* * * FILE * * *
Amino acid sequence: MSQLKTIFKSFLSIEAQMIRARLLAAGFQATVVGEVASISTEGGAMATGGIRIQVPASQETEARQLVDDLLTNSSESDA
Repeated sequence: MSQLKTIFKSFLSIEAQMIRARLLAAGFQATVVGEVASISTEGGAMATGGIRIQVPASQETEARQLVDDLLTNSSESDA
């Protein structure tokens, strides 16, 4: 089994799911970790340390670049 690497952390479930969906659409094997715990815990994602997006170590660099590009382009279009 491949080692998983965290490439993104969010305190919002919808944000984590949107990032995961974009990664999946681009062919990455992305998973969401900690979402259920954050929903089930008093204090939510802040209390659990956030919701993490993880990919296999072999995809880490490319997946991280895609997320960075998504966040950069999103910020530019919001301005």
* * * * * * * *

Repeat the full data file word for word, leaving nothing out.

Amino acid sequence: MSQLKTIFKSFLSIEAQMIRARLLAAGFQATVVGEVASISTEGGAMATGGIRIQVPASQETEARQLVDDLLTNSSESDA
Repeated sequence: MSQLKTIFKSFLSIEAQMIRARLLAAGFQATVVGEVASISTEGGAMATGGIRIQVPASQETEARQLVDDLLTNSSESDA
């Protein structure tokens, strides 16, 4: 089994799911970790340390670049 690497952390479930969906659409094997715990815990994602997006170590660099590009382009279009 491949080692998983965290490439993104969010305190919002919808944000984590949107990032995961974009990664999946681009062919990455992305998973969401900690979402259920954050929903089930008093204090939510802040209390659990956030919701993490993880990919296999072999995809880490490319997946991280895609997320960075998504966040950069999103910020530019919001301005």